To practice as a physiotherapist, you must be registered with the Health and Care Professions Council (HCPC).
In order to register, you must successfully complete an HCPC-approved programme in physiotherapy, which is offered by a number of universities.
These are offered as three or four year undergraduate degrees and two year postgraduate levels. There are also part-time courses available.
The training involves both periods of theory and clinical experience gained by meeting and working with patients. During training you may also get the chance to work with students from other disciplines. This is a beneficial foundation for the team building which will become an essential part of your working life. The theory part of the course covers anatomy, physiology, physics and pathology.
You will also develop communication skills, study psychology and gain experience off practical treatment.
Students on full-time undergraduate programmes often share part of their study with students on other clinical courses, such as occupational therapy or nursing.
The two-year courses are for people who have graduated in another relevant discipline and wish to train as a physiotherapist. These courses will lead to a master's degree.
Part-time course are primarily for physiotherapy assistants already employed in a healthcare setting and/or staff sponsored by the Professional Footballers' Association.
For full-time undergraduate programmes, the minimum entry requirements are the same as those for all degree courses, but due to competition for places, it means that conditional offers for places are set higher than the minimum.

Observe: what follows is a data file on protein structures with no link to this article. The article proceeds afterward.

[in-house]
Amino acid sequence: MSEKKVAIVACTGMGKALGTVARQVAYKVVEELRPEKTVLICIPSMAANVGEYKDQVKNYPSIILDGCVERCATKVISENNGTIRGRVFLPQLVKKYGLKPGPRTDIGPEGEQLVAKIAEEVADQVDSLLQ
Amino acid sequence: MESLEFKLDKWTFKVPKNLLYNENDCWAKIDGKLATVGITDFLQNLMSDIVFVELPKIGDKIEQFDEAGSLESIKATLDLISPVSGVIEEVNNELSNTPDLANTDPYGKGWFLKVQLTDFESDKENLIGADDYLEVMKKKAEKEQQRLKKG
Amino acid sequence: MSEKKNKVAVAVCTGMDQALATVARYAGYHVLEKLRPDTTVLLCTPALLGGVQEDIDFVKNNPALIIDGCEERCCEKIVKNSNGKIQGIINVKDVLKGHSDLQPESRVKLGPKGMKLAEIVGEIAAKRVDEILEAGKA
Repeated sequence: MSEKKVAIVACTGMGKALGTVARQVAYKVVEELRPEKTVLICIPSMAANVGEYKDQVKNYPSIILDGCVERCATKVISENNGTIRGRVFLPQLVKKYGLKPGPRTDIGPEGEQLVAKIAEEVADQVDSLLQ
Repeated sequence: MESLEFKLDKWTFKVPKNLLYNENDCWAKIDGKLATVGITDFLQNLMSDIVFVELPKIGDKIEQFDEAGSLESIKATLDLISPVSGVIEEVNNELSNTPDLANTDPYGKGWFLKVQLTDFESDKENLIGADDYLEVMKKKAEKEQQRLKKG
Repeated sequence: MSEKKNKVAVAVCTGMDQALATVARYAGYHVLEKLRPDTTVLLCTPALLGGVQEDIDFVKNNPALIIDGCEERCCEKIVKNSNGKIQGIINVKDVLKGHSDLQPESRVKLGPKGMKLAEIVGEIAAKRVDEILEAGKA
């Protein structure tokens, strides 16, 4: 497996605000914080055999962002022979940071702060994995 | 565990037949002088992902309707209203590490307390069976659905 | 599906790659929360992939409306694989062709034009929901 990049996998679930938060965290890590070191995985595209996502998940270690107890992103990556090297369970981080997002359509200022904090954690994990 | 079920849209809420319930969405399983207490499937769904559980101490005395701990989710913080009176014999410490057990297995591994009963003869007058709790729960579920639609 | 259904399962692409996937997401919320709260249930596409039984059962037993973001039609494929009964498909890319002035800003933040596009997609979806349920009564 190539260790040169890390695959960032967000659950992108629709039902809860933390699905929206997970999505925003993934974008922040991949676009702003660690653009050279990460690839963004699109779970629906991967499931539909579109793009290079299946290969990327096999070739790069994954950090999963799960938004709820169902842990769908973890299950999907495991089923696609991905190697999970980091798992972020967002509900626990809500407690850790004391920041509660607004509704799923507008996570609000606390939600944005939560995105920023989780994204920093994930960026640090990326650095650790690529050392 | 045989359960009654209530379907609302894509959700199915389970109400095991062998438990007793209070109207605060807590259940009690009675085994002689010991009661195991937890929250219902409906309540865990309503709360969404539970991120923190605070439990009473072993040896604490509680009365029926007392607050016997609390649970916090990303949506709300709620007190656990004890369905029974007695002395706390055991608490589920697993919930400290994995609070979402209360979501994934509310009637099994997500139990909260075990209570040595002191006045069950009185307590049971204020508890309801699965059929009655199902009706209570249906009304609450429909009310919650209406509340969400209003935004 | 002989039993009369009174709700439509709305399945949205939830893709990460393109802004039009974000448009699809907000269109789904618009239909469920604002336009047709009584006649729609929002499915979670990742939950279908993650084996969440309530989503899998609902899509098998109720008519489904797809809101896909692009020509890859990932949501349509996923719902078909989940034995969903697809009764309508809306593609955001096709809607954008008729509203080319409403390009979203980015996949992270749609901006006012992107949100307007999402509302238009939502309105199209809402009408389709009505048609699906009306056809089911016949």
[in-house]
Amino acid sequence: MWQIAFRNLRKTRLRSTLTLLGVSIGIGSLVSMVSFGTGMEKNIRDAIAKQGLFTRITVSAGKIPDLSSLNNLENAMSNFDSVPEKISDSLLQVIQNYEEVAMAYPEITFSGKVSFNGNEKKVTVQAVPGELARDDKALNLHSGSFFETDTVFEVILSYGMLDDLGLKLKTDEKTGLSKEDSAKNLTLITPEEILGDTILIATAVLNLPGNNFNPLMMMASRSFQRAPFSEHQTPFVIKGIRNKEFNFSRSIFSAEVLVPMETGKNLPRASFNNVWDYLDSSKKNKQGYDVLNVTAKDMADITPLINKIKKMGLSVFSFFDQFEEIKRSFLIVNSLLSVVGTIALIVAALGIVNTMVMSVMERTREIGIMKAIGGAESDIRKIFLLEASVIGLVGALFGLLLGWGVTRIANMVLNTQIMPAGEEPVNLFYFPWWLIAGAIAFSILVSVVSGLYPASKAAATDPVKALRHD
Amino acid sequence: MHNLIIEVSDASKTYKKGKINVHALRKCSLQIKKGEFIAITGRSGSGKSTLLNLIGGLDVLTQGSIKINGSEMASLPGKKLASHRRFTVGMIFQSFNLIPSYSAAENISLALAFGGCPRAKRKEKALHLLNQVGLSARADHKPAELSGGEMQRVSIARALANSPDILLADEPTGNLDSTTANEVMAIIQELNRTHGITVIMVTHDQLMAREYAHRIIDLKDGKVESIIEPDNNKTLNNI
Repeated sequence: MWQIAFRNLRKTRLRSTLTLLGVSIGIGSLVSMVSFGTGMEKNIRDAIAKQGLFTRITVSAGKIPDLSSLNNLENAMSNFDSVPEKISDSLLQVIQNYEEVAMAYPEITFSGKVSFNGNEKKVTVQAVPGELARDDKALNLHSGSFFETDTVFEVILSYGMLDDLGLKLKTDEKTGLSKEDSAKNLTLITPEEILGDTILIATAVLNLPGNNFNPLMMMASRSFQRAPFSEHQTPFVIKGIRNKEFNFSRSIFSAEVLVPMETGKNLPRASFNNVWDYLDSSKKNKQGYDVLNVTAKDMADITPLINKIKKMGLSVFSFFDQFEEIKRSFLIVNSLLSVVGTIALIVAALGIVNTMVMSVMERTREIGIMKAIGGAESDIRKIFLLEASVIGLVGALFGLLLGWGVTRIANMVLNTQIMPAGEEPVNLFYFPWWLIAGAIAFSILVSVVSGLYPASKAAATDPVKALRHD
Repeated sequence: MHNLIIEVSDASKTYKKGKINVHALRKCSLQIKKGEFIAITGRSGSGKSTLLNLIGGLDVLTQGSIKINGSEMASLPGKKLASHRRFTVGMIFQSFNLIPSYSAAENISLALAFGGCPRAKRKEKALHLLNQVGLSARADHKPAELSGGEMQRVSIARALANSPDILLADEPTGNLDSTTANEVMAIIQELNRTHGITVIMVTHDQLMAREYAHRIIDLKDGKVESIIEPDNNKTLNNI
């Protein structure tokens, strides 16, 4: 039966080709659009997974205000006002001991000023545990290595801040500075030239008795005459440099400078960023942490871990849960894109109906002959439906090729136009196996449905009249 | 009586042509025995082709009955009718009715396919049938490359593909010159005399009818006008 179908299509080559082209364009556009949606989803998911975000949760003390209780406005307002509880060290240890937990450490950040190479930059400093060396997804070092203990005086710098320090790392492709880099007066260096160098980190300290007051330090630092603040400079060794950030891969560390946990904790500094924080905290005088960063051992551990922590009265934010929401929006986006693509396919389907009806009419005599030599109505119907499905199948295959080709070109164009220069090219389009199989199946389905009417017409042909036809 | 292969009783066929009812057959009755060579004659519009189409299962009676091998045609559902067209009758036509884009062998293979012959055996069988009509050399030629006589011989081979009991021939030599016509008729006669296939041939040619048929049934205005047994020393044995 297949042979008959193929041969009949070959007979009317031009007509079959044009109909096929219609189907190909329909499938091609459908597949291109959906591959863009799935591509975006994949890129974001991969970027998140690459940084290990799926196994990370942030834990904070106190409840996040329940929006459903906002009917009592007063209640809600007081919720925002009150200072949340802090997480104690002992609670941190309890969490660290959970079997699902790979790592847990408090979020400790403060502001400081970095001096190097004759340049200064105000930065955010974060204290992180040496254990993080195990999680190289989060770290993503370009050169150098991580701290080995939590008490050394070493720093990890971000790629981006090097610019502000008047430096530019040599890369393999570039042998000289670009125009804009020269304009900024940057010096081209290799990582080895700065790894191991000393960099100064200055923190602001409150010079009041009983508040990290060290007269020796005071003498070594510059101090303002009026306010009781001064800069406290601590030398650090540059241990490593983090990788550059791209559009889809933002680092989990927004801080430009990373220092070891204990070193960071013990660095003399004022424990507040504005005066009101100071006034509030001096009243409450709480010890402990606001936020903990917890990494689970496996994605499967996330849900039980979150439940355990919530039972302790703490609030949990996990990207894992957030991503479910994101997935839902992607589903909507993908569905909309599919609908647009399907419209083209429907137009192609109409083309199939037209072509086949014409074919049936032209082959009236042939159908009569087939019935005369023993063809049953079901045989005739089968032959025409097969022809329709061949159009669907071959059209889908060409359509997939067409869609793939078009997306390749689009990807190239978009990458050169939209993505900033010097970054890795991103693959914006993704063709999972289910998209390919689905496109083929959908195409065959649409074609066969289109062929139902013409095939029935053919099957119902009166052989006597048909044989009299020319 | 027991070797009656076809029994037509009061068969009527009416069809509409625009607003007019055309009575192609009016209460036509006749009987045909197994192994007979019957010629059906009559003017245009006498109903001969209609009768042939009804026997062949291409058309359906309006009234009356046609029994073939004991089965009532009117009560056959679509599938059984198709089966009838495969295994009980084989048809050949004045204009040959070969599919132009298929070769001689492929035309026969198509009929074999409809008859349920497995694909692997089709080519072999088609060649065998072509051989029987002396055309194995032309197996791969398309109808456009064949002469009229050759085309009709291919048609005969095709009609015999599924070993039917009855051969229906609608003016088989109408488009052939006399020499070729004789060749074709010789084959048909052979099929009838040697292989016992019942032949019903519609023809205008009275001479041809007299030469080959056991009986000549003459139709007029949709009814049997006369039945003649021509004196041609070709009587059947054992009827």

A variety of qualifications may be accepted:
Each course has its own individual entry requirements. Applicants should contact to the course(s) of their choice for specific details of entry requirements.
There are a number of alternatives to the above qualifications, but prospective students are advised to contact the institution they intend to apply to for their specific requirements.
These alternative qualifications include:
Along with academic qualifications, admissions tutors will be looking for the following skills and qualities in potential students:
Applications are welcomed from applicants who left full time study some time ago, but they will usually need to provide evidence of recent academic study at an appropriate level.
Applicants should carefully research the course of training, the scope of physiotherapy practice, career opportunities and the role of other healthcare professionals. If possible, it would be an advantage to observe a physiotherapist at work by attending open days arranged by hospital physiotherapy departments.
Applicants with a criminal record are advised to discuss the matter with admissions tutors before applying.
Because physiotherapists work with children and other vulnerable people, any criminal record should be disclosed. Certain criminal convictions may debar successful students from gaining registration to practice as a physiotherapist.
Any applicants with a physical disability are advised to contact the admissions tutor at the relevant university. Sympathetic consideration will be given, with careful assessment of the disability to ensure that they can meet the demands of the course.
Students with a visual impairment can now train as a physiotherapist with support from the Royal National Institute for the Blind. For information on this, you can contact: Royal National Institute for the Blind on 0207 388 1266.